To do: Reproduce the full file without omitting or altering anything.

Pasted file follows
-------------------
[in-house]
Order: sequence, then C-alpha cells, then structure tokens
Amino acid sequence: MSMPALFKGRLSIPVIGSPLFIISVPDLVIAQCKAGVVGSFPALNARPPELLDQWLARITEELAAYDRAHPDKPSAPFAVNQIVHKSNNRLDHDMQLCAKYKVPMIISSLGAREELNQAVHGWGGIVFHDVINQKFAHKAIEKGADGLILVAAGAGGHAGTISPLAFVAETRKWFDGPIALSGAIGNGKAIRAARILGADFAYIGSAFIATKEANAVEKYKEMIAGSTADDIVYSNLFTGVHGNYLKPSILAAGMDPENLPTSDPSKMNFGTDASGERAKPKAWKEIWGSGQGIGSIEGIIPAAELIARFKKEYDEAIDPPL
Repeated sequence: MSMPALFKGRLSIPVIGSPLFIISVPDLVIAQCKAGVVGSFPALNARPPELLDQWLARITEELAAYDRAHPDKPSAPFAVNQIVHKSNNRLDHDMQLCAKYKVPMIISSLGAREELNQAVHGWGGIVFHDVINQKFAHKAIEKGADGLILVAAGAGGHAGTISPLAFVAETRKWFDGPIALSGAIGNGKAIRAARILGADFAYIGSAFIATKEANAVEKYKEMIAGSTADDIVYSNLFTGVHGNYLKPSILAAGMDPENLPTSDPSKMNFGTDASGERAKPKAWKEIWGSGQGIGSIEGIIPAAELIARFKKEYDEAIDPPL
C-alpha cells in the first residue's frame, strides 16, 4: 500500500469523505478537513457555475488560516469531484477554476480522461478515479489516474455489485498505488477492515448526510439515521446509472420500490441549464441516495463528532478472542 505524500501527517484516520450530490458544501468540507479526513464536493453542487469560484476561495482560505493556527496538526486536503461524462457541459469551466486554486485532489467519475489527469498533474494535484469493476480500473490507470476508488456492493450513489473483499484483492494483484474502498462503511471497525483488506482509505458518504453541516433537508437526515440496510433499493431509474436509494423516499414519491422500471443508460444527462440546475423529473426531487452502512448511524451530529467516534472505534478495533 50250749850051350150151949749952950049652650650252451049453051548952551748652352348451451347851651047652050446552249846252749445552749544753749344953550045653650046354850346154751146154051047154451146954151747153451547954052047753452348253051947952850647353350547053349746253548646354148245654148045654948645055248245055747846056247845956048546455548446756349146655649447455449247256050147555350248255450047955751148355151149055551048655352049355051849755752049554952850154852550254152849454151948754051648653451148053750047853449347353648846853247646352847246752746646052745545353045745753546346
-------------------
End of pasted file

[in-house]
Order: sequence, then C-alpha cells, then structure tokens
Amino acid sequence: MSMPALFKGRLSIPVIGSPLFIISVPDLVIAQCKAGVVGSFPALNARPPELLDQWLARITEELAAYDRAHPDKPSAPFAVNQIVHKSNNRLDHDMQLCAKYKVPMIISSLGAREELNQAVHGWGGIVFHDVINQKFAHKAIEKGADGLILVAAGAGGHAGTISPLAFVAETRKWFDGPIALSGAIGNGKAIRAARILGADFAYIGSAFIATKEANAVEKYKEMIAGSTADDIVYSNLFTGVHGNYLKPSILAAGMDPENLPTSDPSKMNFGTDASGERAKPKAWKEIWGSGQGIGSIEGIIPAAELIARFKKEYDEAIDPPL
Repeated sequence: MSMPALFKGRLSIPVIGSPLFIISVPDLVIAQCKAGVVGSFPALNARPPELLDQWLARITEELAAYDRAHPDKPSAPFAVNQIVHKSNNRLDHDMQLCAKYKVPMIISSLGAREELNQAVHGWGGIVFHDVINQKFAHKAIEKGADGLILVAAGAGGHAGTISPLAFVAETRKWFDGPIALSGAIGNGKAIRAARILGADFAYIGSAFIATKEANAVEKYKEMIAGSTADDIVYSNLFTGVHGNYLKPSILAAGMDPENLPTSDPSKMNFGTDASGERAKPKAWKEIWGSGQGIGSIEGIIPAAELIARFKKEYDEAIDPPL
C-alpha cells in the first residue's frame, strides 16, 4: 500500500469523505478537513457555475488560516469531484477554476480522461478515479489516474455489485498505488477492515448526510439515521446509472420500490441549464441516495463528532478472542 505524500501527517484516520450530490458544501468540507479526513464536493453542487469560484476561495482560505493556527496538526486536503461524462457541459469551466486554486485532489467519475489527469498533474494535484469493476480500473490507470476508488456492493450513489473483499484483492494483484474502498462503511471497525483488506482509505458518504453541516433537508437526515440496510433499493431509474436509494423516499414519491422500471443508460444527462440546475423529473426531487452502512448511524451530529467516534472505534478495533 50250749850051350150151949749952950049652650650252451049453051548952551748652352348451451347851651047652050446552249846252749445552749544753749344953550045653650046354850346154751146154051047154451146954151747153451547954052047753452348253051947952850647353350547053349746253548646354148245654148045654948645055248245055747846056247845956048546455548446756349146655649447455449247256050147555350248255450047955751148355151149055551048655352049355051849755752049554952850154852550254152849454151948754051648653451148053750047853449347353648846853247646352847246752746646052745545353045745753546346